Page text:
Much of Cusco is built on old Inca walls. They are easy to spot because they lean into the building by design.  The better quality walls have irregularly shaped stones so carefully fitted together that they do not need mortar and you cannot slide a piece of paper between them. The Incas usually only built one level high, so you often see buildings were Incan walls provide the first floor and are topped with colonial Spanish walls.

Back to School

We start school on monday morning.  We get breakfast at the school along with our fellow students.  We find that most are under thirty, female, and from Europe, Canada, and the US.  We do meet a few people closer to our own age.

Jackie and I are scheduled for two 2-hour sessions each morning.  We work with two instructors – one for each session.  There are just the two of us with the instructor and we are at about the same level, so it works out well. Class is held in the small dining area outside our room, which is very convenient.

By noon our heads are full.  We go back to the main building for lunch and then into town to sightsee, shop or visit a museum. 

Cusco Native Art Center

We had to buy a Boleto Turistico – a tourist ticket to get into Sacsaywaman.  It was pricy, but included three other Inca ruins near Cusco, quite a few museums in Cusco, and three Inca sites in the Sacred Valley.  One of the first places we went was the Cusco Native Arts Center where they demonstrate native dances.  At least five or six dance troupes performed – all with different dances and traditional costumes.

Traditional dance demonstration at the Cusco Native Art Center

Studying in the Sacred Valley

Amauta has a few locations – one is in the Sacred Valley of the Incas.  It includes three meals a day (instead of the two we are getting in Cusco), transportation to the school, and a few excursions – at no extra charge.   And the altitude is lower, so it is warmer during the day and there is more oxygen.  We sign up to go there for our second week of instruction. 

Sunday morning we meet outside the school with our bags packed.  Surprisingly, Washington, one of the cooks who speaks no English, is our trip leader.  (We find that he does a great job of getting us to and from the school and taking care of our needs.)  He arranges for a couple taxis to take us to the bus terminal.  We get into one of the local buses – a bit like an old tour bus – and in no time it’s packed.  Off we go to Urubamba.  People standing in the aisle leaned on me most of the way, but at least no onebrought any livestock.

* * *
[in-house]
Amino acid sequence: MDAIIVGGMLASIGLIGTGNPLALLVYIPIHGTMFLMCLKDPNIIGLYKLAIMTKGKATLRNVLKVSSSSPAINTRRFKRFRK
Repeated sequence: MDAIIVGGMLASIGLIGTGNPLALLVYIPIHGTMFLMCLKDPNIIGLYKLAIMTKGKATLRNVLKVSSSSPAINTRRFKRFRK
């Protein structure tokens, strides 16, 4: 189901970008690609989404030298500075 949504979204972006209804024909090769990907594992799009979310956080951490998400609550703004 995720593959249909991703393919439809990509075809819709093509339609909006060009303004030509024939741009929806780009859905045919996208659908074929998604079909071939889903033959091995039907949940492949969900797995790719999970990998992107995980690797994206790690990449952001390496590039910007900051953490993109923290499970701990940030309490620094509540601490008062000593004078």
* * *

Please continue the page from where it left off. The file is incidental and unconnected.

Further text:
Yes, the curve is as close as it looks and yes, we passed the van

We arrive in the bus station in Urubamba and switch from the big bus to a “combi” – essentially a van.  Like in Grenada, the rule is cram everyone in that you can, but combis have baskets on the roof for luggage and other sundrie items too big for your lap.

Can you pick out the Spanish students

Carrying stuff on the top of the bus can be interesting and entertaining.

(left) This package came out of the roof rack halfway between Olantytambo and Yanahuara – the bus driver saw it and kept driving. (r) The pile of fur in the rooftop carrier is a live, unhappy, sheep

We arrive at the school in Yanahuara.  There are eight students, two instructors, the caretaker couple and their daughter, and Washington.  The school is a nice little facility.  The rooms are in round buildings with one room on each floor.

(l) rooms, (r) courtyard and main building

There is no internet here, but there is a small internet cafe and a couple small stores around the corner.  There is also a very nice hotel up the road where you can use their computers or wifi if you buy a drink.  Unfortunately a beer and a glass of wine can set you back $30 (soles).  Eventually we start sitting on the steps of the building across the road and using their wifi.

Field Trips

Classes are from about 8 to noon and 4 to 8pm.  We request and get morning classes.  This schedule leaves the afternoon free for field trips.  Our first trip is to the Inca ruins at Olantaytambo.  You need a Baleto Turistico to get in so all but one other student skip the trip to save money.   Our ticket has expired, but they let us in anyway.

The ruins cover much of a mountainside.  There are some dwellings at the bottom and the top, but most of the mountainside is terraces for crops.  It is an amazing sight.  We climb the stairs and wander through the ruins.  It is the first Inca city that we have seen on the trip and it is very impressive.  Across the valley we see three groups of ruins on the mountainside.  In a later visit to Olantaytambo our hostel owner shows us the path up to them so we eventually got to explore an area most people never get to.

One of the most impressive things about the ruins is that the Incas diverted water from springs and rivers to provide water for irrigation and daily needs.  

Left side of the main part of the ruins

One of the many places where water is diverted for bathing and clothes washing

Looking up from the village square at the ruins we climb to on a later visit

Looking across the valley at the main ruins

The other field trip we went on was  to the salinarias, a huge network of salt evaporation ponds on a mountainside near the school.  A salt lake feeds the area and workers divert the flow to fill the ponds.  Eventually the water evaporates leaving the salt to be collected.

Looking down at the salt ponds

Mom gets ready to haul a load of salt up the hill while her child looks around

Misc. Photos

I’m skipping through some things because there is so much to cover.  Here are some things I couldn’t leave out.